What is Palliative Care?
Here are commonly asked questions & answers.
Start a Palliative Care Discussion
Start a discussion using these handy discussion guides.
For Consumers: Patients, Families, Caregivers, Agents & Guardians
"Palliative Care: 5 Things to Talk About With Your Care Providers"
You, your family members and caregivers can start a discussion with your your health care providers about palliative care. Here's a handy discussion guide you can bring to your next care provider visit. The guide is based on a person's right to have adequate information about your illness and treatment options to make informed choices, to direct your care goals and make a care plan, and ensure your care providers know and honor your values and choices. You can ask one question or a few questions — whatever is right for you. The guide can be used at first diagnosis of a serious illness and all through your serious illness journey. Download a free handy guide below in English and Spanish. Special thanks to Nicole A. Martinez AGPCNP, MSN, Palliative Care Nurse Practitioner, Allcare VNA/ Palliative Care/ Hospice for providing the Spanish translation.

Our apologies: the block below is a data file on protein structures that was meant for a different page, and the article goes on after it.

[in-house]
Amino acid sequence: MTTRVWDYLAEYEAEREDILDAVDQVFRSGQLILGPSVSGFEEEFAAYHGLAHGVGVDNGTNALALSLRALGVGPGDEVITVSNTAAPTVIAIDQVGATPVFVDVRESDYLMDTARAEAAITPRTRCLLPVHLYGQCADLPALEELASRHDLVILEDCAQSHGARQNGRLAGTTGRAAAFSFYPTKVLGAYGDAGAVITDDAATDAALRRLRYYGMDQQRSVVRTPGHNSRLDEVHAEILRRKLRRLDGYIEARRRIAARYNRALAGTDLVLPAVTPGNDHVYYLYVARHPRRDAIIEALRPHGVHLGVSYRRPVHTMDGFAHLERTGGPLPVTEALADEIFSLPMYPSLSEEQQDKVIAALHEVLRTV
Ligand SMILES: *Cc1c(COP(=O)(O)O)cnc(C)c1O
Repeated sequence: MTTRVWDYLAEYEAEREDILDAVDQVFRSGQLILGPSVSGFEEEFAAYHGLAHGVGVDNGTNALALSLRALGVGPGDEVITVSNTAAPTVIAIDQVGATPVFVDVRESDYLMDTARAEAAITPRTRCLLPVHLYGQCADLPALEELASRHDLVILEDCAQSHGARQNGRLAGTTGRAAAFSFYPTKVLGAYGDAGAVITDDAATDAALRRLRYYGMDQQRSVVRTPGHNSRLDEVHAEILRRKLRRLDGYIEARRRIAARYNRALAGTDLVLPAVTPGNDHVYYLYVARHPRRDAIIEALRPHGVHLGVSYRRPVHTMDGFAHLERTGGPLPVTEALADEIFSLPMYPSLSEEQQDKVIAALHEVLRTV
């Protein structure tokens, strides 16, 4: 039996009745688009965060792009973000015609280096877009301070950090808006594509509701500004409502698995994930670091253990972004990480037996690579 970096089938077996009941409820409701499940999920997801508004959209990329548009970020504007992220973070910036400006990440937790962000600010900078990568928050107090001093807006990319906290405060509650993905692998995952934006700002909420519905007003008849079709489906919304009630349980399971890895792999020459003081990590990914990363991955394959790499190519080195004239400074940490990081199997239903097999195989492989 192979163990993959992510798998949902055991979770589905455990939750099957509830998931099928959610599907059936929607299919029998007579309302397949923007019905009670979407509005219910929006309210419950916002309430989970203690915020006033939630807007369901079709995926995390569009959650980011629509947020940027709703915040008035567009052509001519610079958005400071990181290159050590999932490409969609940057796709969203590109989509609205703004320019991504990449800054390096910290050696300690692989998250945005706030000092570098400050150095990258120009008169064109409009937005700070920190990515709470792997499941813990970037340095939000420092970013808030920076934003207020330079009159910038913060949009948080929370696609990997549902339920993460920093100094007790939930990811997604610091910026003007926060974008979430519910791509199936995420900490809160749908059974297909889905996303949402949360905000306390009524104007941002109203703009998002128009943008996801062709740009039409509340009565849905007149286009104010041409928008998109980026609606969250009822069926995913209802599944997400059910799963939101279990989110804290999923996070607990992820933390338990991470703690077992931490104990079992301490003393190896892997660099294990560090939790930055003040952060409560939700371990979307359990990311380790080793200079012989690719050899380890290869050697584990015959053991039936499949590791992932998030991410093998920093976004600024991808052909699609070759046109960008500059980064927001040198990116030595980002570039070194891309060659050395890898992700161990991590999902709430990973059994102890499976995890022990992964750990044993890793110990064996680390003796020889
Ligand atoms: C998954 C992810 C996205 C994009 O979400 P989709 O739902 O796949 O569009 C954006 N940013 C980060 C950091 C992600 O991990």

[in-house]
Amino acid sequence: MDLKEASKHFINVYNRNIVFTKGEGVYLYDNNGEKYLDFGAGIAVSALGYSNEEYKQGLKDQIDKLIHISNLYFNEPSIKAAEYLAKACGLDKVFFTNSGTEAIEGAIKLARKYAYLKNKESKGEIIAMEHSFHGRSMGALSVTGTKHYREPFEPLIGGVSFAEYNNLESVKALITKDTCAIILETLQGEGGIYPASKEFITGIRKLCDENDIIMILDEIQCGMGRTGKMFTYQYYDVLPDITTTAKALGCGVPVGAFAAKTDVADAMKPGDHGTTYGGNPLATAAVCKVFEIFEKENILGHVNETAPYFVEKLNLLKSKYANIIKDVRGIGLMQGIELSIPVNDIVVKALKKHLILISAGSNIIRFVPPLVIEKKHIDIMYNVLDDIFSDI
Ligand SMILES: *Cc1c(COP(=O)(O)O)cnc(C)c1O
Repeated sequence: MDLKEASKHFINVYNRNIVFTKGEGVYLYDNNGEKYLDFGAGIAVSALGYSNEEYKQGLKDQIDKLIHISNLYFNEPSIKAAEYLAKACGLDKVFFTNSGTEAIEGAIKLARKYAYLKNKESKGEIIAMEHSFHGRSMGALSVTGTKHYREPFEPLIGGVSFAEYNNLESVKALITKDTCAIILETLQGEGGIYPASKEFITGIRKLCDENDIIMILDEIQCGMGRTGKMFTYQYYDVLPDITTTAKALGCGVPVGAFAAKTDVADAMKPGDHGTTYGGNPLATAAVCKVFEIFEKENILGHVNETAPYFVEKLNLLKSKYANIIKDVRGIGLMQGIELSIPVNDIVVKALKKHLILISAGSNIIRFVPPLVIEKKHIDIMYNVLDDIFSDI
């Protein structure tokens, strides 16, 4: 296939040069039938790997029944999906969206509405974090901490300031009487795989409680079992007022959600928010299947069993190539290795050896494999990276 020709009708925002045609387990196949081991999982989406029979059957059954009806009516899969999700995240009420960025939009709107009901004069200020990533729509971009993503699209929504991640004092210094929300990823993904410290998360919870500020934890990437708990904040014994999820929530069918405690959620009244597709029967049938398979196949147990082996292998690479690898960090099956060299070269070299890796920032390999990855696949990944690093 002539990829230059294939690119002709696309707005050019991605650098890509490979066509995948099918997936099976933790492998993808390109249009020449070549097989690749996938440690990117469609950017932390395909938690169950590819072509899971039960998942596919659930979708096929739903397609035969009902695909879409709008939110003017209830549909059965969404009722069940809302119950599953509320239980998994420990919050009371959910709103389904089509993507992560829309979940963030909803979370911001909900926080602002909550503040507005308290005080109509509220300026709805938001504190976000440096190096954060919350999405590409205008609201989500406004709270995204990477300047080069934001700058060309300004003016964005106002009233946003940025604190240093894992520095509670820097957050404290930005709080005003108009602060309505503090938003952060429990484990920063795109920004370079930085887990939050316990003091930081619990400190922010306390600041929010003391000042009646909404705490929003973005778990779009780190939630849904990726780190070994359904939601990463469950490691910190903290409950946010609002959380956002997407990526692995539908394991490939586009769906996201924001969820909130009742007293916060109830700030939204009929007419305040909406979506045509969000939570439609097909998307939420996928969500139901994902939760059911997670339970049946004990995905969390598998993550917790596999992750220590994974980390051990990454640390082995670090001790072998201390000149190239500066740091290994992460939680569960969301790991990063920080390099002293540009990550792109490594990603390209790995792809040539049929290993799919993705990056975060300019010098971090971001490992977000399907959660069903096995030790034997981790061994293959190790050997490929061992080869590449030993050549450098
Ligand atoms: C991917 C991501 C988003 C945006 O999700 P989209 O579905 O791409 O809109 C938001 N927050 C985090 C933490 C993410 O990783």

For Clinicians & Care Providers
"Palliative Care: 5 Things to Talk About With Your Patients & Clients"
Clinicians, nurses, social workers, care managers and other care providers can start a palliative care discussion with their patients and clients. This is the same discussion guide we offer to consumers with the questions mirrored from the care providers perspective. You can ask one question or several to open up a discussion. Start a discussion at first diagnosis of a serious illness and build on your discussions all through an individual's serious illness journey. Download a handy guide below in English and Spanish. Special thanks to Nicole A. Martinez AGPCNP, MSN,Palliative Care Nurse Practitioner, Allcare VNA/ Palliative Care/ Hospice for providing the Spanish translation.
The Fact Sheet & Discussion Guide Work Together
The downloadable "What is Palliative Care?' fact sheet and "5 Things To Talk About..." Discussion Guides work hand-in-hand to provide basic information and a list of key questions to start a palliative care discussion. Consumers and Care Providers can print and use at the next visit.